Padmakosha, aka: Padma-kosha, Padmakośa, Padmakoṣa; 4 Definition(s)
Padmakosha means something in Hinduism, Sanskrit. If you want to know the exact meaning, history, etymology or English translation of this term then check out the descriptions on this page. Add your comment or reference to a book if you want to contribute to this summary article.
The Sanskrit terms Padmakośa and Padmakoṣa can be transliterated into English as Padmakosa or Padmakosha, using the IAST transliteration scheme (?).
Natyashastra (theatrics and dramaturgy)
Padmakośa (पद्मकोश, “lotus-bud”) refers to a gesture (āṅgika) made with a ‘single hand’ (asaṃyuta), according to the Nāṭyaśāstra chapter 8. The hands (hasta) form a part of the human body which represents one of the six major limbs (aṅga) used in dramatic performance. With these limbs are made the various gestures (āṅgika), which form a part of the histrionic representation (abhinaya).Source: Wisdom Library: Nāṭya-śāstra
One of the Twenty-eight Single Hands (hasta):—Padmakośa (lotus bud): the fingers separated and a little bent, the palm a little hollowed. Usage : fruit, wood-apple, elephant apple, etc., breast, curve, ball of flowers, light food, bud, mango, rain of flowers, cluster of flowers, the japā-flower, the shape of a bell, the hole of a snake, a water-lily, an egg.
According to another book: the hand is like a perfect whitelotus. Nārāyaṇa used this hand when worshipping Śiva with lotus flowers to obtain the discus. Its sage is Padmadhara, its race Yakṣa, and it also partakes of the Kinnara kind, its presidingdeity is Bhārgava. Usage: trunk of an elephant, brilliance, vessel of gold or silver, coil of hair, moderation, charm, saying “Sadhu”, bell, ball of flowers, lotus, hole of a snake, etc., curve, breast, coconut, mango, karṇīkāra, mirror, bending a bough, rainof flowers, pot, egg, opening (of a flower), wood-apple, elephant-apple.Source: archive.org: The mirror of gesture (abhinaya-darpana)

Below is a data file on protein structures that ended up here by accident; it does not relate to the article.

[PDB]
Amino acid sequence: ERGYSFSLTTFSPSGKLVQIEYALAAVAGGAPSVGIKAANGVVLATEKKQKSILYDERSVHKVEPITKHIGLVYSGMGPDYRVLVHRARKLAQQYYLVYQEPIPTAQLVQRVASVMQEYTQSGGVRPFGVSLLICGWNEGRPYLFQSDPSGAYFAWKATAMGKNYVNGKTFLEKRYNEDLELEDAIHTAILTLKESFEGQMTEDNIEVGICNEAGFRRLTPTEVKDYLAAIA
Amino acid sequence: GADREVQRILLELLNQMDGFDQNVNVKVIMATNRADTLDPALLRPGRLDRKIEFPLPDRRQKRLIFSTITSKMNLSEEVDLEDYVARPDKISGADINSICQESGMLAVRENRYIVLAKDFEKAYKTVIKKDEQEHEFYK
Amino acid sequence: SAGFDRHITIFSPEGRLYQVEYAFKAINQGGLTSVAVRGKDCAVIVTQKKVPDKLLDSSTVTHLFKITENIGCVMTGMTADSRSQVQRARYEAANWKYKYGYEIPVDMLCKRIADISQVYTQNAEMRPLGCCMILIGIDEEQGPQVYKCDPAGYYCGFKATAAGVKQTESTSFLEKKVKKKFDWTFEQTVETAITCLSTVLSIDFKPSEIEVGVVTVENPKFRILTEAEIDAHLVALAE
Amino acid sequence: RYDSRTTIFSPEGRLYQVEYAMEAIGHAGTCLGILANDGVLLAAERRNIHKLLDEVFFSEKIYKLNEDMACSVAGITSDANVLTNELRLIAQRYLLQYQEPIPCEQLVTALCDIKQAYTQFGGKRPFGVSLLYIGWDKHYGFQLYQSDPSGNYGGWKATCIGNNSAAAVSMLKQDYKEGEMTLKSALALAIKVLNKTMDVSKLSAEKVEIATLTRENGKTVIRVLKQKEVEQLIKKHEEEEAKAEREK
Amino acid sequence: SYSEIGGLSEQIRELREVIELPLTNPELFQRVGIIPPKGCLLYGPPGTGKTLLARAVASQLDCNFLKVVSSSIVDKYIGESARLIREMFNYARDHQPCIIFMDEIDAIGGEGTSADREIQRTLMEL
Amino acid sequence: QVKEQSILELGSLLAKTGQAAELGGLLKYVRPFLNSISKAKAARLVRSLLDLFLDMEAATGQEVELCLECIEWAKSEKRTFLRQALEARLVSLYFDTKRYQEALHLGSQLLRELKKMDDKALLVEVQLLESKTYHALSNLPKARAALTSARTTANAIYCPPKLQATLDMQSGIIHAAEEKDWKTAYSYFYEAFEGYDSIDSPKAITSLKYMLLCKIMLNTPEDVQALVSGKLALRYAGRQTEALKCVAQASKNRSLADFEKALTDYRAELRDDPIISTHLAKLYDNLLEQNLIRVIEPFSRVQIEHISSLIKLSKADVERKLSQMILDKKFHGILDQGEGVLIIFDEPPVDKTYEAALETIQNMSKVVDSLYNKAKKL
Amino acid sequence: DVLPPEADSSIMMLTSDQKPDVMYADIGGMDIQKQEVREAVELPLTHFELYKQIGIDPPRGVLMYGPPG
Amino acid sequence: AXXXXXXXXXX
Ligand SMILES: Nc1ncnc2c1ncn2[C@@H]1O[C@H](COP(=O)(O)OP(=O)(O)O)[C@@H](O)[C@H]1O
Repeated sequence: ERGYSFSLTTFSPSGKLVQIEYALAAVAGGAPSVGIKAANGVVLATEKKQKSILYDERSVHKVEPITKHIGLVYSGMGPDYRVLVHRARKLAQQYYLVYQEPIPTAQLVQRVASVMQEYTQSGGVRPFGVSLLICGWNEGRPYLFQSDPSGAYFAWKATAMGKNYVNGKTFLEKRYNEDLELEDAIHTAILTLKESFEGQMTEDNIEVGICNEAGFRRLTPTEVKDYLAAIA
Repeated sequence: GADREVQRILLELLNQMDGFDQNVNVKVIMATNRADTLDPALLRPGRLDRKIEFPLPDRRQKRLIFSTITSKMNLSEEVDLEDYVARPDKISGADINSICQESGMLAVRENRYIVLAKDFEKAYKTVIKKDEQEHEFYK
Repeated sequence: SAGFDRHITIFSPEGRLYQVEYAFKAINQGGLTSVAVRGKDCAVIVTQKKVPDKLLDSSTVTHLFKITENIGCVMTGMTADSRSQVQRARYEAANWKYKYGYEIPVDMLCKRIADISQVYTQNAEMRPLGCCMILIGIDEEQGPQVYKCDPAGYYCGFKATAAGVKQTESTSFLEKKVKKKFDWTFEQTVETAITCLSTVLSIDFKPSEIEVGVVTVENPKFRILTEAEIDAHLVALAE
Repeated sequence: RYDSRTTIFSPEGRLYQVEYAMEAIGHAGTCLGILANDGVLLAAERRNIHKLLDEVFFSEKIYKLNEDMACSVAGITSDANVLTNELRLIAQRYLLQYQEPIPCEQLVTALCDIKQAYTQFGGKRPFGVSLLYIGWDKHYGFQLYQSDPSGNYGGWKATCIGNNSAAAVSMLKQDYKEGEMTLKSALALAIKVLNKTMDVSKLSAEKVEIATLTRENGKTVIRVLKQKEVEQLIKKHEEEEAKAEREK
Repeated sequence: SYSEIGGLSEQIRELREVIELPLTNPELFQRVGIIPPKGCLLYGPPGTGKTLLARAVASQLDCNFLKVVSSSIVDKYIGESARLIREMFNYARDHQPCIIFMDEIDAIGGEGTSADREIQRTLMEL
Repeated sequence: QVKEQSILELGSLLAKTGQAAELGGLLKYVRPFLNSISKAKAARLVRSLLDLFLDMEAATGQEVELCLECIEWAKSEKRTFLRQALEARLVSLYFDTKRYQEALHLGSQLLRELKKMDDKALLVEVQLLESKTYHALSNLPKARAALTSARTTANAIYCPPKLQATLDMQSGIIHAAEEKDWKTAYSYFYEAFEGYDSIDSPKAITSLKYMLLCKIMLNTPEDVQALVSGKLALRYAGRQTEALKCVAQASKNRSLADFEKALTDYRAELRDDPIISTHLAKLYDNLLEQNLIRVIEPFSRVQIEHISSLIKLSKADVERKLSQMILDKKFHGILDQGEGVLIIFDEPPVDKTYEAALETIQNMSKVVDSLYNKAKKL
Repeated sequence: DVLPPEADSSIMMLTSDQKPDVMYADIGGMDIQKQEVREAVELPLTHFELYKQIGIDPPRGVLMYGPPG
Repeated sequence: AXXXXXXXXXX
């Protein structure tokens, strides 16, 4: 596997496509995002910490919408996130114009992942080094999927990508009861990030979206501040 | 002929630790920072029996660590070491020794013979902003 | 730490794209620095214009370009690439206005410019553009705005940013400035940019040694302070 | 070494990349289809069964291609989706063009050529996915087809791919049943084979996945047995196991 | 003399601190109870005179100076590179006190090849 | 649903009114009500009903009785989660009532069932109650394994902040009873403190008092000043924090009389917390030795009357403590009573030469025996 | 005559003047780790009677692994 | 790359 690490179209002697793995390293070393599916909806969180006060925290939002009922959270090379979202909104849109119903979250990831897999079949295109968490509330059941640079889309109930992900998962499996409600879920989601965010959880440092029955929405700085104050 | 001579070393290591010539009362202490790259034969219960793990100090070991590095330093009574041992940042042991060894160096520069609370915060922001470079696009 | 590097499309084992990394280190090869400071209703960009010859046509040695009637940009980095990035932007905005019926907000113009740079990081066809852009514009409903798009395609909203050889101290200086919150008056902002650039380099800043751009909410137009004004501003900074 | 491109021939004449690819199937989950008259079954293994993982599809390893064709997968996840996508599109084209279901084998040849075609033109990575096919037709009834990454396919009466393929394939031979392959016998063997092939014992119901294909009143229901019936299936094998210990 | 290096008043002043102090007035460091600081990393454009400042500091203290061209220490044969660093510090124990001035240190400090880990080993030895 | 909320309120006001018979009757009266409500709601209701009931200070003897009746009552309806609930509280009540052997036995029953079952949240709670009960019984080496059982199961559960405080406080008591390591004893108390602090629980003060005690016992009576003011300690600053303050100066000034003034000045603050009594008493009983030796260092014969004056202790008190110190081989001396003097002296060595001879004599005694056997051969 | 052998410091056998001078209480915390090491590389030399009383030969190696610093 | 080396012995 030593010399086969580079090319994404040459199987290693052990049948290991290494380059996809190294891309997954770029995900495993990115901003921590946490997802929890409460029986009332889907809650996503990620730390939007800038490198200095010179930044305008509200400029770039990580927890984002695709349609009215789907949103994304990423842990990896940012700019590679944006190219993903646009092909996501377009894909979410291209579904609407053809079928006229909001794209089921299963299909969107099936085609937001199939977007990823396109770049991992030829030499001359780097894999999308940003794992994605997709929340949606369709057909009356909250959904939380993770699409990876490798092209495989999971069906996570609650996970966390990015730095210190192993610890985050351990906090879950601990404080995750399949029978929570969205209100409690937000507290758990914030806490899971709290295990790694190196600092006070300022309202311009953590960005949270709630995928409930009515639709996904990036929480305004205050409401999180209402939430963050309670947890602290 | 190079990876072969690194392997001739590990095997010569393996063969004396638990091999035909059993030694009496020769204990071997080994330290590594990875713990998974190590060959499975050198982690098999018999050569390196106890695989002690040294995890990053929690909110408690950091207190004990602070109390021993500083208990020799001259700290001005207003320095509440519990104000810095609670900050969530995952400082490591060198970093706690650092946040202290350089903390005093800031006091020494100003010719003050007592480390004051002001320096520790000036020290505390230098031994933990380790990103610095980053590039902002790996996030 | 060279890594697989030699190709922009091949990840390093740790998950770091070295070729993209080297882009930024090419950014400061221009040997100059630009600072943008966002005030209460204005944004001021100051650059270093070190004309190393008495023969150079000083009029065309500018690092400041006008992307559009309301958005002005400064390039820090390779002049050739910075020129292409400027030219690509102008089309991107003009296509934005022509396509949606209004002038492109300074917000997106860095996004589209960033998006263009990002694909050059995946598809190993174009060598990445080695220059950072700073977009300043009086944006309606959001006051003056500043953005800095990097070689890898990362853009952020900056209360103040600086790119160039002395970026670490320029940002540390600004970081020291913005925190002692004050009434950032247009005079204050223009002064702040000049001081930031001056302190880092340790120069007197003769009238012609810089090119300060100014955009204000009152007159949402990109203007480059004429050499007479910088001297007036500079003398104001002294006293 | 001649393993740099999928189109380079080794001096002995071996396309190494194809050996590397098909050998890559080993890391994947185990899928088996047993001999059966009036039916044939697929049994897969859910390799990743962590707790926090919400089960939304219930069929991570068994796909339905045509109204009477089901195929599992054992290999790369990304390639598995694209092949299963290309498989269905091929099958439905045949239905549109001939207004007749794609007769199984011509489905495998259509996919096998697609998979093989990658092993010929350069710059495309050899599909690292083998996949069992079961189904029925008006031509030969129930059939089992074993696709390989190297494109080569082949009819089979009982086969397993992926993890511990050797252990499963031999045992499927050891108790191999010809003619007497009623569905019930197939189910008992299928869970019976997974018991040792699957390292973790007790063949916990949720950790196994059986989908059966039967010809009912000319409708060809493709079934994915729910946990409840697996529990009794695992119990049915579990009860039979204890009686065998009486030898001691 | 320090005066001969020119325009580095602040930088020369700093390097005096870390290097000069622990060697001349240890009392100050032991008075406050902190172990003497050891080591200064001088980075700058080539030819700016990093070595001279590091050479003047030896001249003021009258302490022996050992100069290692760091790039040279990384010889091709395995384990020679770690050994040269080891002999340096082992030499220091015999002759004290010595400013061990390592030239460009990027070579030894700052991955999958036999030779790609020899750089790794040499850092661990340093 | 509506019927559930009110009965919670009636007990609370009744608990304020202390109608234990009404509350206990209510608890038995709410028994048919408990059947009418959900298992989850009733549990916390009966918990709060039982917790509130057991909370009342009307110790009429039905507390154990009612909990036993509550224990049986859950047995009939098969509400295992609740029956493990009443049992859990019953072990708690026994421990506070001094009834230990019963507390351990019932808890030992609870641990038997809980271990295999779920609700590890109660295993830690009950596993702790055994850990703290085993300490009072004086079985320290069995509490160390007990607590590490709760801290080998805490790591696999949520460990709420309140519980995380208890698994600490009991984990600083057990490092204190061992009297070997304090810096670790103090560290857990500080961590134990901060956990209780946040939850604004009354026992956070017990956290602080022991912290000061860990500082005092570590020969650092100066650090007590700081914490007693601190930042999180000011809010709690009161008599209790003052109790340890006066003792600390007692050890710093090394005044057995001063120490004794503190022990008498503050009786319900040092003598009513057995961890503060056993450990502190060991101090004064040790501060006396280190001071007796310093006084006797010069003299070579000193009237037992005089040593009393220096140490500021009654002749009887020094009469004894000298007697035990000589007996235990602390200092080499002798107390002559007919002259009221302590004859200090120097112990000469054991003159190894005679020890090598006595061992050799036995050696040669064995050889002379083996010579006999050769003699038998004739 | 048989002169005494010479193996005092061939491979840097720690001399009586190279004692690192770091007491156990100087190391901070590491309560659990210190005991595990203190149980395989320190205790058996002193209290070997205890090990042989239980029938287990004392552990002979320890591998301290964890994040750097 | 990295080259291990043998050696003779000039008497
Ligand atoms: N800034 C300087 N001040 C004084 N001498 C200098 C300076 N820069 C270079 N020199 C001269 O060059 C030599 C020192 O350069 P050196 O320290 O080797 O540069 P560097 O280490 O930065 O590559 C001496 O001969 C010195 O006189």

Padmakośa (पद्मकोश, “lotus-bud”).—A type of gesture (āṅgika) made with a single hand (asaṃyuta-hasta);—(Instructions): The fingers including the thumb to be separated and their ends to bend, but not to meet one another.
(Uses): To represent Bilva and Kapittha (elephant-apple) fruits and the breasts of women [this hand is to be used]. But to represent accepting [these fruits] or flesh, this hand should be slightly bent at its end.Source: archive.org: Natya Shastra
Natyashastra (नाट्यशास्त्र, nāṭyaśāstra) refers to both the ancient Indian tradition (śāstra) of performing arts, (nāṭya, e.g., theatrics, drama, dance, music), as well as the name of a Sanskrit work dealing with these subjects. It also teaches the rules for composing dramatic plays (nataka) and poetic works (kavya).
Languages of India and abroad
Padmakośa (पद्मकोश) or Padmakoṣa (पद्मकोष).—
1) the calyx of a lotus.
2) a position of the fingers resembling the calyx of a lotus.
Derivable forms: padmakośaḥ (पद्मकोशः), padmakoṣaḥ (पद्मकोषः).
Padmakośa is a Sanskrit compound consisting of the terms padma and kośa (कोश).Source: DDSA: The practical Sanskrit-English dictionary
Sanskrit, also spelled संस्कृतम् (saṃskṛtam), is an ancient language of India commonly seen as the grandmother of the Indo-European language family. Closely allied with Prakrit and Pali, Sanskrit is more exhaustive in both grammar and terms and has the most extensive collection of literature in the world, greatly surpassing its sister-languages Greek and Latin.
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Search found 2 books and stories containing Padmakosha, Padma-kosha, Padmakośa or Padmakoṣa. You can also click to the full overview containing English textual excerpts. Below are direct links for the most relevant articles:
The Mirror of Gesture (abhinaya-darpana) (by Ananda Coomaraswamy)
The Natyashastra (by Bharata-muni)